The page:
Up in Alberta, Canada, motorcycle designer Dale Yamada and machinist Phil Butterworth are taking aftermarket parts for Harley-Davidsons to a new level. After they noticed that “there’s nothing cool on the market,” Butterworth says, their MJK Performance machine shop began making “cool, weird, technical, mechanical-looking parts” for Harley enthusiasts.
From Custom Bikes to Custom Parts
Yamada, who’s earned a reputation as a top-flight engine builder, had already owned a custom motorcycle shop for several years when he met Butterworth. Yamada wanted a custom bracket fabricated for a bike he was working on, but he was frustrated that none of the machine shops he tried could make the part look like he wanted. Yamada appealed for help through his Instagram account, and Butterworth ended up making that part for him.
Butterworth had been designing oil-field machinery for a number of years. When Yamada asked him, “Do you want to buy a CNC with me?” he jumped at the chance to work with the designer on the side. They bought their first small mill the next week, and began making more parts for the custom bikes that Yamada was building.
Shortly, thereafter the two men joined forces. Along the way, Yamada set aside the custom motorcycle business in favor of designing aftermarket parts. As Butterworth explains, they are “trying to make very high-end, performance-oriented things . . . not just the kind of thing you bolt on to make it look nice.” Parts like theirs are more common on sport bikes, but much less familiar for Harley riders.
Building a Business with Word of Mouth—and Instagram
They started by making swingarms—the metal fork that connects the body of a motorcycle to the rear axle. Since then they’ve added handlebars, axles, suspension lifts, and wheels, and now they are developing their own brakes. “The swingarms are a big thing,” Butterworth says. “No one’s seen stuff like this.” The uniqueness of their products has boosted their appeal, and word has traveled fast among Harley fans.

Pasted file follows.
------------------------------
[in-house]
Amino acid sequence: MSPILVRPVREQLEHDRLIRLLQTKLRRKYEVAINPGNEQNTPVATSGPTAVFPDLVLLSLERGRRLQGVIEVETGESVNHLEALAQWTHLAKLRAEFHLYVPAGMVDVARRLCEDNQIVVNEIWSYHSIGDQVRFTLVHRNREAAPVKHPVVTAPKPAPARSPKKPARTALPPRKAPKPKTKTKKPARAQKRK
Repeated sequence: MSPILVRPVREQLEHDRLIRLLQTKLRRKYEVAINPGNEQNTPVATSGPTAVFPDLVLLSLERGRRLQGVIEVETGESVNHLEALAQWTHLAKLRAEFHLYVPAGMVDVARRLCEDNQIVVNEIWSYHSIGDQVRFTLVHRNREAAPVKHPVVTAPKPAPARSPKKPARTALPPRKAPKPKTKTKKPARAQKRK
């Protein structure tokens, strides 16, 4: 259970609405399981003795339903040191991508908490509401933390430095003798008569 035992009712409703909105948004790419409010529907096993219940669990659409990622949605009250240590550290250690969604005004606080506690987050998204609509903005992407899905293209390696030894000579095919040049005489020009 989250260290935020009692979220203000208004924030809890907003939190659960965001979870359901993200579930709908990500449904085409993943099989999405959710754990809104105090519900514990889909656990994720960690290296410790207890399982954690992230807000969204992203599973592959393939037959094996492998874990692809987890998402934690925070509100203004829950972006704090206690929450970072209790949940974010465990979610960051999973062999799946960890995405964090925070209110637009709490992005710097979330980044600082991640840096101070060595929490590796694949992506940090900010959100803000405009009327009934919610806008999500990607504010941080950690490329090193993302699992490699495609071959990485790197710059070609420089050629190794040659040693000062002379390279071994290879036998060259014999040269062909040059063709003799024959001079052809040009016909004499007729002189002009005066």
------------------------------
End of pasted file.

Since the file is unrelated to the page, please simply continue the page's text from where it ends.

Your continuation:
Remarkably, MJK has kept growing with no advertising and no dealers. “Everything’s Instagram,” Butterworth explains. When they make a new part, they photograph it and put it on the company’s Instagram account, which now has 25,000 followers. “A couple of posts,” he adds, “and everything we’ve made is sold.”
They are building their reputation on scrupulous attention to detail. Butterworth gives the example of bolt-holes that they machine to tolerances much finer than needed. “No one will notice it, but we will,” he says. “We want to be known for perfection and quality.
Using Fusion 360 for CAD and CAM
When Butterworth lies in bed and has more ideas pop into his head, he gets back up and works on designs. This is made much easier because he and Yamada use Fusion 360 on their computers both at home and in the shop, so the designs can be shared instantly.
“It so easy, so user friendly,” Butterworth says, describing Fusion 360 as “hands-down” better than other CAD and CAM programs he’s used over the years. “The design side is so easy, and then to have the CAM side right there—and 5-axis.” The last part is especially important to him, given that 5-axis milling software alone can cost tens of thousands of dollars. “If we had to do this any other way,” he adds, “we just couldn’t afford it.”
The two partners iterate quickly through designs, and Butterworth says he often likes using the branch feature to make five or six designs to try out different concepts before weeding them down. He also relies heavily on the rendering features, which makes it easy for him to “see exactly what something will look like before it’s made.”
In the bigger picture, the software “definitely speeds up the process on our end” by saving them many hours across the steps of design, rendering, and machining. “I can have something from design stage to off the machine in one hour, if I’m working hard,” Butterworth says. “Having everything in one software is perfect.”
Going Above and Beyond Their Industry
They’ll have to keep working that fast to keep up with their own ambitions. The partners expect to produce another 30 products in the next two or three months, a pace that Butterworth admits is “kind of crazy.” Their vision to “turn this whole industry upside-down” compels them to keep pushing boundaries.
As they continue to expand their capabilities (they’re getting a lathe to use alongside their 5-axis CNC mill), they also continue to expand their goals. Butterworth doesn’t hesitate when he says, “We’d like to make a fully CNC bike as soon as we can.” He explains that their ambitions are about much more than material success:
“We don’t want to collect paychecks. We want to do something fun that we can be proud of.”